When I was in high school, I hung out with a posse of girls. We called ourselves the Pink Ladies. I'm not sure why we called ourselves that. It was an obvious shout out to the bad asses from Grease, but we weren't bad ass like that. I'm pretty sure our Pink Ladies title came from a service project that we did with our Geometry teacher Mrs. Putnam.
The Pink Ladies are all turning 50 this year. It's special, to be fifty. It's a milestone and an accomplishment. Most people in my life in Seattle have only known me as an adult. Sure I've changed over the thirty years I've lived here, but the Pink Ladies knew me when... When I was shy, awkward, scrawny and scared. And I knew them in their myriad adolescent versions. Now we're turning fifty and we're grown up. We're worldly and wise. The first one to cross the half-century line was Judy. Judy and I both live in Seattle. To surprise Judy for her fiftieth, I invited the Pink Ladies out to Seattle to celebrate with her. Of the five I invited, three were able to come--- two from Wisconsin and one (my twin sister) from California.
The surprise for Judy involved an elaborate production involving my daughter's emoji masks, flashing bike lights, and my back patio. Once the Pink Ladies were revealed to Judy, we proceeded to spend a high school inspired weekend together. We all slept at my house like a big slumber party. We went out to dinner and shared one pair of readers to order our meals. We stayed up late talking and snapping photos of each other doing ridiculous things. Each of our odd little habits dating back thirty-five years showed up at different times only now instead of getting irritated, we'd chuckle with each other about how some things never change.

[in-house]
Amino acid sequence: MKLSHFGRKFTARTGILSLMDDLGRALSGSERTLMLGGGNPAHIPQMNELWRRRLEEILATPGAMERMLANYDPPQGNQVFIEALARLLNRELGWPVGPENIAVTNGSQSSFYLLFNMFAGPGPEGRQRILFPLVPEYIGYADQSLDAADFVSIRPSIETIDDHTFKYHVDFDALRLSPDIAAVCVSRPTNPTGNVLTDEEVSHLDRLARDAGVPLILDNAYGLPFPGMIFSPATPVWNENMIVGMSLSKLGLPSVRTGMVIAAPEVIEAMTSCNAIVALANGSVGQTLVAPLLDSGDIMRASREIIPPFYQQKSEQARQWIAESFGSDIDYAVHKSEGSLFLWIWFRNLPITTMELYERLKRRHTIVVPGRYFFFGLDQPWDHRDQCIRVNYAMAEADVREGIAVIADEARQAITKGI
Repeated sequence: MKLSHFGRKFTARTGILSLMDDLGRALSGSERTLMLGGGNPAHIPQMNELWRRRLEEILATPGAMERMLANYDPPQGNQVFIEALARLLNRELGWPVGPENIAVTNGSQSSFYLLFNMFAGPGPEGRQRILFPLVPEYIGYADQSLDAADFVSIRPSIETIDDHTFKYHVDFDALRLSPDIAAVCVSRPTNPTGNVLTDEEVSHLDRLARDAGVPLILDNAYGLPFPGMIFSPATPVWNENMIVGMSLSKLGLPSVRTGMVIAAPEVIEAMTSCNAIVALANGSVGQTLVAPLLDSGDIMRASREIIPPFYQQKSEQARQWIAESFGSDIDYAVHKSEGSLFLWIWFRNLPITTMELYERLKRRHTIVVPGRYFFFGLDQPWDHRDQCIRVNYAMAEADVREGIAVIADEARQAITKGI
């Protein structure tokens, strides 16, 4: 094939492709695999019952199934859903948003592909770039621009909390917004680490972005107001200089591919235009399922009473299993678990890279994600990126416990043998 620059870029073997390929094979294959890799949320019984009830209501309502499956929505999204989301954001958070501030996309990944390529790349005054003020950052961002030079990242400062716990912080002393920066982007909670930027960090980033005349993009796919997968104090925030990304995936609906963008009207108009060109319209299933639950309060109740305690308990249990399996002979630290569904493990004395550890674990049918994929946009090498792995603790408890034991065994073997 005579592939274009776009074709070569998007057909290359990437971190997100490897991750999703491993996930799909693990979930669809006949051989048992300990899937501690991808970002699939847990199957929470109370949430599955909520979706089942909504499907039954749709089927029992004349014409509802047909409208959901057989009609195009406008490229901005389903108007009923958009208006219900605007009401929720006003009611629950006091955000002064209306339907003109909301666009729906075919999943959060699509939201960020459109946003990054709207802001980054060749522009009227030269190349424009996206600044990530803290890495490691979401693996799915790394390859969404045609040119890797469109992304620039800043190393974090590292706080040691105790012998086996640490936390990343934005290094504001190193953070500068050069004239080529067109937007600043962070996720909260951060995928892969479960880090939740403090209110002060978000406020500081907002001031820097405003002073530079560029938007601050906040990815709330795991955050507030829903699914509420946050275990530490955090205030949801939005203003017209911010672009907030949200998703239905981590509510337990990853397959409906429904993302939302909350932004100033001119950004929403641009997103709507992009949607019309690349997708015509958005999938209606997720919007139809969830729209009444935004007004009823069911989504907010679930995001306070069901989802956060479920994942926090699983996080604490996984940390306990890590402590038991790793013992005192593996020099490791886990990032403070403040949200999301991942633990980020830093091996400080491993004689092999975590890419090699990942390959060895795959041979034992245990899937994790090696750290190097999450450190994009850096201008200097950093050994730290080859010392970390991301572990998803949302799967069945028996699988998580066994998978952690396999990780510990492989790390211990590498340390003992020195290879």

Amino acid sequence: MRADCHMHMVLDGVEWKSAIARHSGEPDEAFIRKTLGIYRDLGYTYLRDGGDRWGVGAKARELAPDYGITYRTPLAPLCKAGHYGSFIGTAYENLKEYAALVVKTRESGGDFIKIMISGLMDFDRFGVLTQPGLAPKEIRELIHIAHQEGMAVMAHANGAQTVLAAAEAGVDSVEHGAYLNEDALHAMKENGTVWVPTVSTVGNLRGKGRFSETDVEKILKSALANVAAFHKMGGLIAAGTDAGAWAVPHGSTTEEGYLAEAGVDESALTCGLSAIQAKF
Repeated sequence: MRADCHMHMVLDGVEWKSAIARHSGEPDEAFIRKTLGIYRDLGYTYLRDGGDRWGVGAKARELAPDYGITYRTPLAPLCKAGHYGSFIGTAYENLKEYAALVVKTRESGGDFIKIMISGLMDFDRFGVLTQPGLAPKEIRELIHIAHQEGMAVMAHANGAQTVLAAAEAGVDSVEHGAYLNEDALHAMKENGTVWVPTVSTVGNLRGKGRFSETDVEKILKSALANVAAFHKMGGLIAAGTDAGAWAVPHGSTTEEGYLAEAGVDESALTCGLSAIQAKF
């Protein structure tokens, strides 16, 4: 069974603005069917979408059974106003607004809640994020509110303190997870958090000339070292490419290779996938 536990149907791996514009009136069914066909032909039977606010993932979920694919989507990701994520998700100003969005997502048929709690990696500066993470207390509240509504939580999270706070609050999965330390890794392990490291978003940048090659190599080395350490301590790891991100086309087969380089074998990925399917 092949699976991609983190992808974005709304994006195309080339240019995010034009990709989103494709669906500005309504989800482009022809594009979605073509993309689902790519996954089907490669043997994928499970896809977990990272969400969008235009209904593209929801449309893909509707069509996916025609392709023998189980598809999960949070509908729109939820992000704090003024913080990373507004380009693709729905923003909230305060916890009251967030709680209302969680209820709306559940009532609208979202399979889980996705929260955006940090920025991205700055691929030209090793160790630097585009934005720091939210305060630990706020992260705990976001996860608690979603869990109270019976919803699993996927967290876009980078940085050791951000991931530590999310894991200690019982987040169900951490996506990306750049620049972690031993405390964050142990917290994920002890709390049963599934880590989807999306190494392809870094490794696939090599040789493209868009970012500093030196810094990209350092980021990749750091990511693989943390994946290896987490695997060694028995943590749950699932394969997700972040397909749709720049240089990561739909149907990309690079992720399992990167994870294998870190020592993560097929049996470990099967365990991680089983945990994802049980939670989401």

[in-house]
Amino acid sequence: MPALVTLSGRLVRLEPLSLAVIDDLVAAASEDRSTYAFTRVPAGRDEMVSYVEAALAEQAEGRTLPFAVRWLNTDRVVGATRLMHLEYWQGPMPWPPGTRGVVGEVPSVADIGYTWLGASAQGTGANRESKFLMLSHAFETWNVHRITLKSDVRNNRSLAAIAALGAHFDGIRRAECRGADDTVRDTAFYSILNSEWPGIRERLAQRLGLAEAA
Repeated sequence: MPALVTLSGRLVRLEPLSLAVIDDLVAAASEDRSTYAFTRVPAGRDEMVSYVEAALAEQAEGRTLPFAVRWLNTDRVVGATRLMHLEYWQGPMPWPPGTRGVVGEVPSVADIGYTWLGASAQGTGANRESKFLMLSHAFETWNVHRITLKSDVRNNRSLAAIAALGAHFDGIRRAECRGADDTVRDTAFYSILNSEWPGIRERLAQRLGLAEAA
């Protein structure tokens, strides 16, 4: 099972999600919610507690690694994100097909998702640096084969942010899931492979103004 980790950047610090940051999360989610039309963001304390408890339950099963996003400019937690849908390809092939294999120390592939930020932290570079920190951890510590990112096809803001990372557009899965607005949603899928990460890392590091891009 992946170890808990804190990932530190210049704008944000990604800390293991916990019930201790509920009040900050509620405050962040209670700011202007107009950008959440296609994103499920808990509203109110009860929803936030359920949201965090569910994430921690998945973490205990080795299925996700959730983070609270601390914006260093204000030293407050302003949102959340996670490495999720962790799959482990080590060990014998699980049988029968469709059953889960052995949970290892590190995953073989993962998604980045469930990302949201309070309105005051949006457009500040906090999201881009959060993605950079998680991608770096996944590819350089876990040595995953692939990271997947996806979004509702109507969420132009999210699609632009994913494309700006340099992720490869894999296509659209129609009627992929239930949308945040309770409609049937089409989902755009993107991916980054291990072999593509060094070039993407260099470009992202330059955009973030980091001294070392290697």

They all (except Judy) left yesterday morning. I left for work before they headed to the airport and when I got home I found little remnants of their morning--- coffee and tea cups, dirty bedding and borrowed pajamas piled in a heap in the basement, a left toothbrush, a half-eaten banana, thank you gifts. As I straightened up and did load after load of laundry, I was filled with gratitude for having this time with the Pink Ladies. We've known each other for practically our whole lives. We got our periods in each other's bathrooms. We lost our virginity in each other's basements. We went on vacation with each other's families. We stole our first beers from our parents' kitchens. We survived adolescence together. And since that era, each of us has lived many little lifetimes. We've married, divorced, had kids, had breakdowns, breakthroughs, gained weight, lost weight, gone gray, covered it up. We've had multiple careers and achieved countless degrees. We've lived in cities all over the world.
I didn't know what to expect, bringing us all together like this. I hoped. I planned. I anticipated. But I didn't know, couldn't have possibly imagined the power of history showing up like it did. I had no idea that the legacy of the Pink Ladies could live in each of us all these years and reawaken with such ease, as if no time at all had passed.